No it will not – the headline was just a shameful trick to make you start reading. But it seems that many think that high inflation will result from euro introduction. This makes me raise two questions:
1) What does history tell us?
2) How to avoid potential price increases?
I have looked at the eleven founding members of the Eurozone, EZ-11 (Austria, Belgium, Finland, France, Germany, Ireland, Italy, Luxembourg, Netherlands, Portugal, Spain) from 1997 to 2002, i.e. from two years before the formation of the Eurozone until three years after.
Figure 1 shows inflation development in EZ-11. Inflation indeed rose after the introduction of the euro but from a very low level of around 1% to a still low level of around 3% per year.
Figure 1: Annual inflation in EZ-11 (the eleven original countries of the Eurozone), 1997 – 2002. The red line indicates the inception date of the euro
And not very strange – the introduction of the euro coincided with a small boom in EZ-11, see Figure 2, which typically results in higher inflation via a tighter labour market.
Figure 2: Growth rates in EZ-11, 1997 – 2002
But what most likely had a stronger impact was the euro depreciating quite sharply for a couple of years against the American dollar, see Figure 3. The euro opened in 1999 at 1.18 USD/EUR but by May 2001 had fallen to 0.86 USD/EUR, a fall (depreciation) of 27%, making US goods (and goods of countries fixing their currency to USD such as Lithuania at the time and partly, via its SDR peg, Latvia) more expensive in the Eurozone, thus creating imported inflation.
Figure 3: The USD-EUR exchange rate, USD per EUR, 1999 – 2002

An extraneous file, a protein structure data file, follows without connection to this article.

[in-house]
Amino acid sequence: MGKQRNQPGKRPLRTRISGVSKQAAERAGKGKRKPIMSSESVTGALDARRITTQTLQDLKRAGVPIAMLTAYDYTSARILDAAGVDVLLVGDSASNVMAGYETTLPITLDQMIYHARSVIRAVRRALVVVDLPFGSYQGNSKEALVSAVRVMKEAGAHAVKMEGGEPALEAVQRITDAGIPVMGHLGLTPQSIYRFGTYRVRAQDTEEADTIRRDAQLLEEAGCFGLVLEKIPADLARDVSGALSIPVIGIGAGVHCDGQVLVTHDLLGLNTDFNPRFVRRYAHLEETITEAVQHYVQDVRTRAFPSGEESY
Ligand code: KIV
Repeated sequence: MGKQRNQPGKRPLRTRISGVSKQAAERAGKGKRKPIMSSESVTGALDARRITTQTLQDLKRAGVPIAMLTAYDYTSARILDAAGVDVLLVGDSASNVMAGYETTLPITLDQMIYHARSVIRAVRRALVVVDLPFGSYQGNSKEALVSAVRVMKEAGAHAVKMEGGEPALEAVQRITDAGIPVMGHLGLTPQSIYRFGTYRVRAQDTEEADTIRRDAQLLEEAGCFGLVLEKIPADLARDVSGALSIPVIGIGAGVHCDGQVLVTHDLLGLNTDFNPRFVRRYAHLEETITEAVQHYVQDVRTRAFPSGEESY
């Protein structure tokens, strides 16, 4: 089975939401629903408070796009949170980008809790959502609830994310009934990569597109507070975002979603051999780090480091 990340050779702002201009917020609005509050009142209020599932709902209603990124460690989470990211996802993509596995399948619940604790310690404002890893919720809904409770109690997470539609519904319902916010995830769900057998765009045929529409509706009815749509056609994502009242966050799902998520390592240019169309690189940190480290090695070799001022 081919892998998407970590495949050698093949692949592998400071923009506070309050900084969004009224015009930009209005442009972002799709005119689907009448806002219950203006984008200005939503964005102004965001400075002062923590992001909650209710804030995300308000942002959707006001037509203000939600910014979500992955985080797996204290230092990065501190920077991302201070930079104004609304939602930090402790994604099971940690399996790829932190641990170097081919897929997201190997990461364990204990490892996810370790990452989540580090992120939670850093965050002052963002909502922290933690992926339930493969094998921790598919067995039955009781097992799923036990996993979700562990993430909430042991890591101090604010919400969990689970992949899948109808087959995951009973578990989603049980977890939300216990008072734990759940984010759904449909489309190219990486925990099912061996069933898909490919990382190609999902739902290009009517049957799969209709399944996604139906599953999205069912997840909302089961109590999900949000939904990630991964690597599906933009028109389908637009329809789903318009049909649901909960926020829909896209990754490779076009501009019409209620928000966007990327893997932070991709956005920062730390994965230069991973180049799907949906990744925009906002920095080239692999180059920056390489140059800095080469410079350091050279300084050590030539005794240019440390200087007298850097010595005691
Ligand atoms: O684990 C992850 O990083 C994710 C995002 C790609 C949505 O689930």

Source: European Central Bank
The depreciation of the euro was partly a result of being a new currency with untested credibility – that effect will not be repeated when/if Latvia joins, of course.
But we should expect somewhat higher inflation but not, not, not! stemming from euro adoption, rather from current inflation being ultra-low: In February inflation in Latvia was a mere 0.3% on an annual basis and prices even dropped from January to February.
But could it be that some individual goods might see significantly higher prices? Some evidence from especially introduction of cash euro (2002) says so, see e.g. section 2 of this fine overview by Paul de Grauwe, perhaps the foremost expert on the euro, of the euro’s first ten years. Professor de Grauwe provides some evidence from Italy so I used Eurostat data to try to confirm this, see Figure 4. Whereas overall inflation was very subdued and similarly for overall food prices, a few sub-groups saw rather high price increases (I checked many more without similar results) such as fruits and vegetables.
Figure 4: Annual inflation rates for selected items in Italy, 1997 – 2002
Could that happen here? A good argument against is the conversion rates of Italian lira and Latvian lats into euro and the fact that we all suffer from some degree of money illusion, i.e. the fact that makes 0.95 lats sound a lot cheaper than 1.02 lats. The conversion rate for Italian lira was 1936 lira per euro i.e. in euro terms prices looked very low and it was perhaps easy for some shops to divide old lira prices by “only” 1500 or 1600 or so, thereby creating a price increase in terms of euro. In Latvia, due to the strong nominal value of the lat it is the other way round. Prices, when recalculated fairly, should rise 42.3% (since the exchange rate is 0.702804 LVL/EUR and one divided by that number is 1.423). Prices will thus look higher already and attempts to raise them further might backfire.
The best thing is of course to have prices listed in lats and in euro as soon as possible and for a very long period – years – after joining the Eurozone. And naming and shaming those who might attempt to sneak in a price increase here or there.
Inflation will go up – but a) not all that much, b) mostly because it is ultra-low now, and c) partly because of overall growth of the economy.
But these are not effects of joining the euro!
Morten Hansen is Head of Economics Department at Stockholm School of Economics in Riga